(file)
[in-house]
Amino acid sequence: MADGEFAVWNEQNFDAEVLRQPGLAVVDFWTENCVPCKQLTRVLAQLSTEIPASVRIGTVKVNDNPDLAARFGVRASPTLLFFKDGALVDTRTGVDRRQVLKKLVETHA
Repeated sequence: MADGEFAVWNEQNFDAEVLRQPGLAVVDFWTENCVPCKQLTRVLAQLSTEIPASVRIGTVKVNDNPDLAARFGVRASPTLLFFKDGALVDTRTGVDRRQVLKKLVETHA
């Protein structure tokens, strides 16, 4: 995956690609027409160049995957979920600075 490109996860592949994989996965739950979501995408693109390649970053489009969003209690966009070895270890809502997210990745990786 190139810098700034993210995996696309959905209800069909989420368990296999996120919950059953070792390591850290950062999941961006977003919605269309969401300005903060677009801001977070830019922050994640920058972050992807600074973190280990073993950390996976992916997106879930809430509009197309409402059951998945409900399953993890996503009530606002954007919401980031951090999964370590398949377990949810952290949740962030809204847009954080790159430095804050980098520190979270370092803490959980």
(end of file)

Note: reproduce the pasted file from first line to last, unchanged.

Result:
[in-house]
Amino acid sequence: MADGEFAVWNEQNFDAEVLRQPGLAVVDFWTENCVPCKQLTRVLAQLSTEIPASVRIGTVKVNDNPDLAARFGVRASPTLLFFKDGALVDTRTGVDRRQVLKKLVETHA
Repeated sequence: MADGEFAVWNEQNFDAEVLRQPGLAVVDFWTENCVPCKQLTRVLAQLSTEIPASVRIGTVKVNDNPDLAARFGVRASPTLLFFKDGALVDTRTGVDRRQVLKKLVETHA
């Protein structure tokens, strides 16, 4: 995956690609027409160049995957979920600075 490109996860592949994989996965739950979501995408693109390649970053489009969003209690966009070895270890809502997210990745990786 190139810098700034993210995996696309959905209800069909989420368990296999996120919950059953070792390591850290950062999941961006977003919605269309969401300005903060677009801001977070830019922050994640920058972050992807600074973190280990073993950390996976992916997106879930809430509009197309409402059951998945409900399953993890996503009530606002954007919401980031951090999964370590398949377990949810952290949740962030809204847009954080790159430095804050980098520190979270370092803490959980």